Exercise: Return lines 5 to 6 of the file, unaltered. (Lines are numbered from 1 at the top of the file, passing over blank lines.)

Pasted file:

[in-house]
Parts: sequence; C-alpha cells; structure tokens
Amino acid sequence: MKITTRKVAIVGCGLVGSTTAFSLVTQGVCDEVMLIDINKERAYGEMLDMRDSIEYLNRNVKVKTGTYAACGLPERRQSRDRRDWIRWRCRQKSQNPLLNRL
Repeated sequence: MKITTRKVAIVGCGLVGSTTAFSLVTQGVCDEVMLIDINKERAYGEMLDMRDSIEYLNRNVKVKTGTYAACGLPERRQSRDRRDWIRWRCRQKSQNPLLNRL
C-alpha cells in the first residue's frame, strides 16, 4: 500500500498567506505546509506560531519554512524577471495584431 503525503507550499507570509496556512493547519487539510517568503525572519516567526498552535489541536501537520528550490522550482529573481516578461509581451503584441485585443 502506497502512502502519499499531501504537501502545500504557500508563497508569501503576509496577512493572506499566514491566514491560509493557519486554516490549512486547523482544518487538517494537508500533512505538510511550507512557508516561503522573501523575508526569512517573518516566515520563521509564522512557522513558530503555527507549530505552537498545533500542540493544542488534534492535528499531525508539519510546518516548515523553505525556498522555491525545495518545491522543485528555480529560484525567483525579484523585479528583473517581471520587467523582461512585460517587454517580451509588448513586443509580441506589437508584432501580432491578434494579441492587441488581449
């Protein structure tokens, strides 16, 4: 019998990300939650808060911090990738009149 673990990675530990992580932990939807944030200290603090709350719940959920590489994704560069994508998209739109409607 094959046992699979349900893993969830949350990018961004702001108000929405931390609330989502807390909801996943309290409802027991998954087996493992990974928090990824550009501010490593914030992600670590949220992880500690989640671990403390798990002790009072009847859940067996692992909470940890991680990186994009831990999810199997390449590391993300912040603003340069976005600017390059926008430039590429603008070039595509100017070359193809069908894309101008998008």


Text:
C-alpha cells in the first residue's frame, strides 16, 4: 500500500498567506505546509506560531519554512524577471495584431 503525503507550499507570509496556512493547519487539510517568503525572519516567526498552535489541536501537520528550490522550482529573481516578461509581451503584441485585443 502506497502512502502519499499531501504537501502545500504557500508563497508569501503576509496577512493572506499566514491566514491560509493557519486554516490549512486547523482544518487538517494537508500533512505538510511550507512557508516561503522573501523575508526569512517573518516566515520563521509564522512557522513558530503555527507549530505552537498545533500542540493544542488534534492535528499531525508539519510546518516548515523553505525556498522555491525545495518545491522543485528555480529560484525567483525579484523585479528583473517581471520587467523582461512585460517587454517580451509588448513586443509580441506589437508584432501580432491578434494579441492587441488581449
């Protein structure tokens, strides 16, 4: 019998990300939650808060911090990738009149 673990990675530990992580932990939807944030200290603090709350719940959920590489994704560069994508998209739109409607 094959046992699979349900893993969830949350990018961004702001108000929405931390609330989502807390909801996943309290409802027991998954087996493992990974928090990824550009501010490593914030992600670590949220992880500690989640671990403390798990002790009072009847859940067996692992909470940890991680990186994009831990999810199997390449590391993300912040603003340069976005600017390059926008430039590429603008070039595509100017070359193809069908894309101008998008």